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Terminal Cancer. Finance help required.

Discussion in 'Personal' started by Needles123, Feb 24, 2018.

  1. Needles123

    Needles123 New commenter

    Hello,

    I'm asking for some advice on behalf of my wife, who has been diagnosed with cancer and is on a palliative care path. Life expectancy is somewhere around 1-2 years given aggressive palliative chemo. She's only been a teacher for 5 years, and has been off work since new year.

    While our primary focus is on making her remaining time as happy as possible, a big part of that is having financial issues settled or at least understood so she isn't worrying over our family's future. We are a long way from knowing what to do, or what the options are. We'll be calling the union next week, but I'd be very grateful for any advice or experience from the community here with regard to her pension.

    Thanks for any help.
     
  2. Dunteachin

    Dunteachin Star commenter

    I'm so very sorry to hear that. A good idea would be to ring TPS and they'd be able to answer all your questions regarding your wife's pension. Best wishes.
     
  3. ZestyMordant

    ZestyMordant New commenter

    Hi, I didn't want to read and run. I'm so sorry that you all have to go through this.

    When my mum had cancer, she was on her own as our dad had died a few years before and she needed financial advice also.

    We contacted the citizens advice bureau first. They were excellent providing help and support, giving us guidance on what to do, who to contact etc.

    Macmillan are also amazing, so please contact them. I don't know how we would have managed without them.

    If you have a mortgage and have insurance on your mortgage, it may be paid off in the event of a spouses death. This was the case with my family.

    A chat with the union and any pension/ insurer that you have is also a good idea. My dad had only paid into his insurance scheme for 3 months, but this was honoured and provided my mum with much needed financial security for some years.

    You sound like a very strong family unit and I am truly sorry that you have to go through this. I admire your strengths and foresight to see this head on and it gives your wife that much needed "one less thing to worry about" and also more importantly, a sense of control at an unimaginably difficult time.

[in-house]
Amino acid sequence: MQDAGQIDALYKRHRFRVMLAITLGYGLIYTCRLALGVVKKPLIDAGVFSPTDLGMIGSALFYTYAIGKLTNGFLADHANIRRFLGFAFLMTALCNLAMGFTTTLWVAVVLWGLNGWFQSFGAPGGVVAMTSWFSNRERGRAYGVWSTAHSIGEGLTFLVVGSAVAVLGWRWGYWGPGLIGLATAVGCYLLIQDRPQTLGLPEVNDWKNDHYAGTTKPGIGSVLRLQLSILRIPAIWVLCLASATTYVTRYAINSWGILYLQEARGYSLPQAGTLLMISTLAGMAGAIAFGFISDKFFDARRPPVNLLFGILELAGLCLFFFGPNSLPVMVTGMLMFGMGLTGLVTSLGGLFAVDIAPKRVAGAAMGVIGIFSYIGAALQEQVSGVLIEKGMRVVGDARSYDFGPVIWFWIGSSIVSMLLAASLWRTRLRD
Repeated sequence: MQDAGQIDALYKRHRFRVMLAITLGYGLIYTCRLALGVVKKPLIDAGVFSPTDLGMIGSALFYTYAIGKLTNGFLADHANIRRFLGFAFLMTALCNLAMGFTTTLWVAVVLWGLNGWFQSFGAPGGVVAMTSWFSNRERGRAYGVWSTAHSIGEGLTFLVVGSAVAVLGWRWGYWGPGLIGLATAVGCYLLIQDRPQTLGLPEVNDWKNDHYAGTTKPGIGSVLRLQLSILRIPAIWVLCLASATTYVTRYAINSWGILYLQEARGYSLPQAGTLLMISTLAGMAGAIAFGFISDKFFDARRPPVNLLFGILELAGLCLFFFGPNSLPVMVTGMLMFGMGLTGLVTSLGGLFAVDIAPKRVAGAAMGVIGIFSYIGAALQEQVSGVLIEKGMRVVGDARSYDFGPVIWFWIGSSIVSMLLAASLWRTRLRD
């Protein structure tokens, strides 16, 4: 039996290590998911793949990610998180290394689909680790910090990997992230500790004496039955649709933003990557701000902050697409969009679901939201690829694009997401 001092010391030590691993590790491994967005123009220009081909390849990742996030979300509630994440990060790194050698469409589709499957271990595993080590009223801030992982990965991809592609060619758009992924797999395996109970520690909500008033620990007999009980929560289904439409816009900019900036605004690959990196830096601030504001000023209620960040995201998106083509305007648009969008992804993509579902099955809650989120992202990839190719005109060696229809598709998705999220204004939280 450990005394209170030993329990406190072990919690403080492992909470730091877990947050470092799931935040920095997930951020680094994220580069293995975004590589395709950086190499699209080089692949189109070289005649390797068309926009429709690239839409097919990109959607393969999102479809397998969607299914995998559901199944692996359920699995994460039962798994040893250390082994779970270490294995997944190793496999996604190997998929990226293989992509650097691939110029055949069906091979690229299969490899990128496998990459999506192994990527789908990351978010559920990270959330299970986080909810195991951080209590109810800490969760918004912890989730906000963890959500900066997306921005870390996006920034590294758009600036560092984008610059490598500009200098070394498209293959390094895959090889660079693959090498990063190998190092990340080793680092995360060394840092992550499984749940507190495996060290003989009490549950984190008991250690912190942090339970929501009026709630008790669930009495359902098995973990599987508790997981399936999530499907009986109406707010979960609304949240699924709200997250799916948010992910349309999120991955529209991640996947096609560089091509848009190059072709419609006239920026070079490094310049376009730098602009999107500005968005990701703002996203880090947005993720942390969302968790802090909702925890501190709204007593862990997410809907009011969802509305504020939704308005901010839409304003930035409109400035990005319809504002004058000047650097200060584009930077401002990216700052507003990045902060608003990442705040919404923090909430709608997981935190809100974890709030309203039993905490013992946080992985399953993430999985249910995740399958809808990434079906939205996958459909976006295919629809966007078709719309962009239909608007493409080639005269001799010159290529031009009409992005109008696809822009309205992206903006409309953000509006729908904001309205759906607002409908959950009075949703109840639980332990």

Don't forget that there is incredible support on these boards also.

    X
     
  4. pepper5

    pepper5 Star commenter

    So very sorry to hear your news.

    You could also ring the Education Support Partnership who offer help and advice to teachers and their families.

    All the other advice given above is excellent - especially contacting Citizens Advice and any of the cancer support organisations.

    Your wife may need to also make a will if she hasn't done so already. Her union may be able to provide a list of solicitors they recommend.
     
    Needles123 likes this.
  5. Bedlam3

    Bedlam3 Lead commenter

    I'm sorry to hear.
    You could contact Weslyan and get a free hour visit from a financial adviser and go from there. A teacher colleague of mine died a few years ago from cancer and was able to get death in service benefits for her children so that's worth exploring too.
     
    FrankWolley and Needles123 like this.
  6. Camokidmommy

    Camokidmommy Established commenter

    Couldn't just read and run. I am so sorry that you are having to go through this at all. I hope you manage to create many new happy memories to add t the ones I'm sure you already have. Make the remaining time count.

    My very dear friend is in a similar situation to your wife and she is finding much comfort in making a video diary and book style 'tips for growing up' for her son. The kind of things she knows she won't be around to tell him. So sad.

    Take care of all of you.
    Camokid
     
  7. sparkleghirl

    sparkleghirl Star commenter

    Wishing you well. I have no practical advice other than to second that made above about asking Macmillan for support - they were great when it was my dad. But ASK them - they don't know what you need unless you ask and they WILL help when you ask.
     
  8. magic surf bus

    magic surf bus Star commenter

    I'm sorry to hear about your situation. Based on past experience with older family members I can (like others) recommend Macmillan. I would also suggest you start looking at obtaining Lasting Power of Attorney for both healthcare and financial matters. It's a precaution that you may not have to use, but if required it can remove certain obstacles when you least need them.